How is your family pathetically competing for warmth?

THE cold snap is here, but there isn’t enough heating to go around. Here are the desperate ways your family will be competing for warmth this winter.

Saying their room is the main room

Only heat the main room, is the energy-saving advice, but everyone is the main character in their life story, so by extension their room is the main room. Your dad will insist his shed should get the electric heater because that’s where he hides out for days at a time, and your mum will try to nab it even though the kitchen oven chucks out loads of warmth.

Calling in old favours

Remember the handful of favours you did for your family? It’s time to ruthlessly cash them in if you want a prime spot in front of the three-bar electric fire. You didn’t show your brother how to clear his internet history for nothing all the way back in 2017. That could be rather embarrassing if the details got out… Now watch him begrudgingly shuffle out of the way.

Telling you there’s no room

Opening the door for even a second will cause precious warmth to escape. That’s why your family has propped a chair up against the living room handle to prevent you from getting in. They claim there’s no space, so, like Mary and Joseph, you’ll have to trudge around in search of warmth before sitting in the modern equivalent of a stable: a bus shelter defaced with cock pictures.

Visiting the in-laws

Desperate chilliness calls for desperate measures. Instead turning on your own heater, why not pop round to your most disliked family members and steal their warmth? You’ll have to endure their company, but you’ll save hundreds of pounds by the time they get bored of making veiled criticisms of you and kick you out.

Descending into a survival of the fittest scenario

It’s everyone for themselves this winter. Entire families will be crowded around the storage heater like piglets straining to suckle on a sow. Runts will get crushed in the struggle, leaving the bigger and stronger family members to take the spoils. Bad luck, gran, but you had a good innings.

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Five things men never take for granted

MEN are often accused of being uncaring and thoughtless. Here are five examples that prove otherwise, sort of.

A bargain

Men cherish price reductions, whether eight almost out-of-date lasagnas are needed or not. He will always proudly tell you ‘the bargain story’ like a caveman showing you a dead deer. A good bargain is a sign of virility, and men may well engage in a ‘bargain-measuring contest’. Above all he’s really stuck it to ‘big retail’ with that £6 blazer Next had written off as landfill.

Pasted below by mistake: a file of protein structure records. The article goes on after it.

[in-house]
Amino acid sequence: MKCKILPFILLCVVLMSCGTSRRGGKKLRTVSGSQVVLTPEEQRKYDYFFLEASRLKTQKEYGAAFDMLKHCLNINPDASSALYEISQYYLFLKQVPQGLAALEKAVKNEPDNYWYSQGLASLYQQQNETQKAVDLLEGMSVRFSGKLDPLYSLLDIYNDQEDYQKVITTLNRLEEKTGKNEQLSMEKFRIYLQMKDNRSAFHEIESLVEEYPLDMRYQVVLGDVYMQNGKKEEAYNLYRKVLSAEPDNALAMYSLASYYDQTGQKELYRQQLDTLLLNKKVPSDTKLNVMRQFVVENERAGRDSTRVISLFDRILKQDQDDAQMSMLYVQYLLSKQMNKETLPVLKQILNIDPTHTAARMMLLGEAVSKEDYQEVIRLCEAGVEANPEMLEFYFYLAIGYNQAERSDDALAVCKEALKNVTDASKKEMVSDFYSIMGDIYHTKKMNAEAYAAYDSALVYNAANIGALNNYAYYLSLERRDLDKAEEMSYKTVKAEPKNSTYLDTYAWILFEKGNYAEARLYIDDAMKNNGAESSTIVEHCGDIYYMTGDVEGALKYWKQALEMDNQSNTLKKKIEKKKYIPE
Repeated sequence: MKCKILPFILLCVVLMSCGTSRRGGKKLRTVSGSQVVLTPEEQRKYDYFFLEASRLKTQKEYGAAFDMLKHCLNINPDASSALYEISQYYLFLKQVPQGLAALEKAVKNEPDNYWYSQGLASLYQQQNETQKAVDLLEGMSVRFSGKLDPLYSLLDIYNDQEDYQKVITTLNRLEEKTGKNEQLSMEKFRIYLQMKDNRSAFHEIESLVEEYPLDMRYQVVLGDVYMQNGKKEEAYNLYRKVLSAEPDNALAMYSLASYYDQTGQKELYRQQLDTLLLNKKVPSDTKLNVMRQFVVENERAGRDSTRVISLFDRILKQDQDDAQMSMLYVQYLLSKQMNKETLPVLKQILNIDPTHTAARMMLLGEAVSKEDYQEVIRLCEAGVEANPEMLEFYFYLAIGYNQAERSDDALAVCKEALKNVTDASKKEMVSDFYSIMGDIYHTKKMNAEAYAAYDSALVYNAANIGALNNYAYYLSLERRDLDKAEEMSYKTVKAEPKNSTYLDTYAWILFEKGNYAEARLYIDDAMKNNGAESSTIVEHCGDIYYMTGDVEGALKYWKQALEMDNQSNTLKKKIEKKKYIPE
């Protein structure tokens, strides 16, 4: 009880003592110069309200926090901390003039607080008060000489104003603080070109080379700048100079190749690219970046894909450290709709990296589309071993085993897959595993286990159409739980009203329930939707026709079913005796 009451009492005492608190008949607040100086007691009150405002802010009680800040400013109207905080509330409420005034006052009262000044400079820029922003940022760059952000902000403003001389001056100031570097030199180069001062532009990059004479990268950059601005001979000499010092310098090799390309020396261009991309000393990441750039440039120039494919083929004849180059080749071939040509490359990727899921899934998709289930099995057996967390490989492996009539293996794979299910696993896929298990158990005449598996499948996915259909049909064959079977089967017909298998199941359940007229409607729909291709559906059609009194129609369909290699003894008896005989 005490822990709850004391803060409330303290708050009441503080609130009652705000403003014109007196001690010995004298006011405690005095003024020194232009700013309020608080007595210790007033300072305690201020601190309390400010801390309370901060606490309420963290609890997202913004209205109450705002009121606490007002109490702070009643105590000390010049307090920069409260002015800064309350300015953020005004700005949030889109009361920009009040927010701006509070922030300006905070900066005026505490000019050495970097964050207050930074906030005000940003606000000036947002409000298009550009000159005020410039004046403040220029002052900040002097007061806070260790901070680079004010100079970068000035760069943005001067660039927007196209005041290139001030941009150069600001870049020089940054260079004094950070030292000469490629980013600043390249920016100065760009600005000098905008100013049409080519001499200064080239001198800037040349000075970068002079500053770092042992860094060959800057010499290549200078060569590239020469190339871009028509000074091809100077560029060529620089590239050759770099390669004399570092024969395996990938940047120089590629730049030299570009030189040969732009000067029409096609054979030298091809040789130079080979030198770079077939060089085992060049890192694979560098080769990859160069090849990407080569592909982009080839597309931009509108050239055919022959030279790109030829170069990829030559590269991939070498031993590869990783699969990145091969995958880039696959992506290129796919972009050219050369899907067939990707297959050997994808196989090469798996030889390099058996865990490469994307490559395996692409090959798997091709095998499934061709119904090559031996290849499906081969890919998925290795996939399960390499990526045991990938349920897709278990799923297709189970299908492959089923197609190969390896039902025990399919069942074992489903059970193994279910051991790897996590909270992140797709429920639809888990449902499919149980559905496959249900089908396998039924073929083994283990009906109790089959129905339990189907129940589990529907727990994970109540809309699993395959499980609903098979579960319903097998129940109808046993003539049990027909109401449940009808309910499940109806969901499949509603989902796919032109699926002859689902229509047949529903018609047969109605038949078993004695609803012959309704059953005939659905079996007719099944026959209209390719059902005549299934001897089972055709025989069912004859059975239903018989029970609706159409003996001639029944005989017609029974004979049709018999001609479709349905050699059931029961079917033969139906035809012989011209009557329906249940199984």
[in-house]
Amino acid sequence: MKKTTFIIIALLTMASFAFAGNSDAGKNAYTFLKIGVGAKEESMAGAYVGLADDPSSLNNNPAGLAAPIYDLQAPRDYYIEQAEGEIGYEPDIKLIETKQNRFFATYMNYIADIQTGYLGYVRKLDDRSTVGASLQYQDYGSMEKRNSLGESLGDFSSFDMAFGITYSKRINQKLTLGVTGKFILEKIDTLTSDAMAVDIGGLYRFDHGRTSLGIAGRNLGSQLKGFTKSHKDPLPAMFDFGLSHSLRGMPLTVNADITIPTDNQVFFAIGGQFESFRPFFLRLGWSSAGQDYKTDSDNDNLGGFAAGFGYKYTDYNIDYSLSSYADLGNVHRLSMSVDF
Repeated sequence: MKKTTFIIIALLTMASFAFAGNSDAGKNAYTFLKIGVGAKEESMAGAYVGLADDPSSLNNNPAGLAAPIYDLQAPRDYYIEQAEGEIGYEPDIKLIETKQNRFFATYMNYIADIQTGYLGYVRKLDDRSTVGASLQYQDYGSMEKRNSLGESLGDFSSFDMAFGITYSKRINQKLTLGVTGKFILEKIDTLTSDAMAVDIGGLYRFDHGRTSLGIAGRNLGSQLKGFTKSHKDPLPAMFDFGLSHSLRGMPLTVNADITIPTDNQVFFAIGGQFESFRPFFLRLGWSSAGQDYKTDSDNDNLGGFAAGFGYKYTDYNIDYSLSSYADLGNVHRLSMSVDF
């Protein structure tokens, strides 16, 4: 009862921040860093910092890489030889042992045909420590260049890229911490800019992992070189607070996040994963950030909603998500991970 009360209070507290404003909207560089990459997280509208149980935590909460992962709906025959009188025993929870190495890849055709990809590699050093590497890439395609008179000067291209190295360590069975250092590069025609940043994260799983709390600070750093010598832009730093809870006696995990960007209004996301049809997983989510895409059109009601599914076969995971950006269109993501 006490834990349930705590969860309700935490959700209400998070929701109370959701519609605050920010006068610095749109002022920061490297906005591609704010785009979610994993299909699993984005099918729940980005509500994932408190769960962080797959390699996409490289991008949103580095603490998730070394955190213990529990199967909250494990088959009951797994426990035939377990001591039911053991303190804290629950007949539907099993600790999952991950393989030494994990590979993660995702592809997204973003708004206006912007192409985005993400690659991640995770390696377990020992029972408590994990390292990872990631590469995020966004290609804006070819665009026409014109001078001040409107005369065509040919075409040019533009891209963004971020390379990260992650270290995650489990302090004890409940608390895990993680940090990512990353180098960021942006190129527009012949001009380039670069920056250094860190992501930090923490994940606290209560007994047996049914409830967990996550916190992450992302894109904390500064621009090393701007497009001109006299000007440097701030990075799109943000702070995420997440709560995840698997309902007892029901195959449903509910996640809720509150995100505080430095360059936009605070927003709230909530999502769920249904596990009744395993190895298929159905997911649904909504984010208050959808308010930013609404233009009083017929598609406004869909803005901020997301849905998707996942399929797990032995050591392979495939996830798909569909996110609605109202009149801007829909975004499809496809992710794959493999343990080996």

Good advice

A DIY tip, a good shortcut, or even a half-decent joke will make the giver a trustworthy advisor. The advice will then be stolen as the man’s own information, and circulated to anyone who’ll listen. He’ll embellish it to add personal authenticity and disguise it being plagiarised – though the excessive detail may give the game away. It’s all a bit of a palaver over handy places to park in Crewe.

Their achievements

Whether it was coming second in the local pub pool league 14 years ago, or having trials for a tier nine football team when they were eight, a man’s achievements will never be taken for granted. ‘Salesperson of the month, February 2013’ is particularly impressive, along with any flattering interest from random females, even if he’s reading way too much into it.

Their mates

Mates, even if they’re twats, are a bedrock of a man’s life. They’re regularly bonded with over football on a pub TV, and may congregate to perform repair tasks on each other’s houses or cars. All will have great expertise on many topics from windscreen wipers to the war in Ukraine. They’re clearly talking bollocks, but a mutual pact of silence over this is what mates are for.

Their hobbies

Whether it’s trains or trainers, nothing but the best will do for a man’s hobby: the most up-to-date running gadgets, a frighteningly expensive Intercity train that’s five inches long. There’ll be genuine Tuscan buffalo mozzarella for the stone-built pizza oven, which is odd when he fails at simple tasks like replacing his 15-year-old boxer shorts, but it’s all part of the joy of being a man.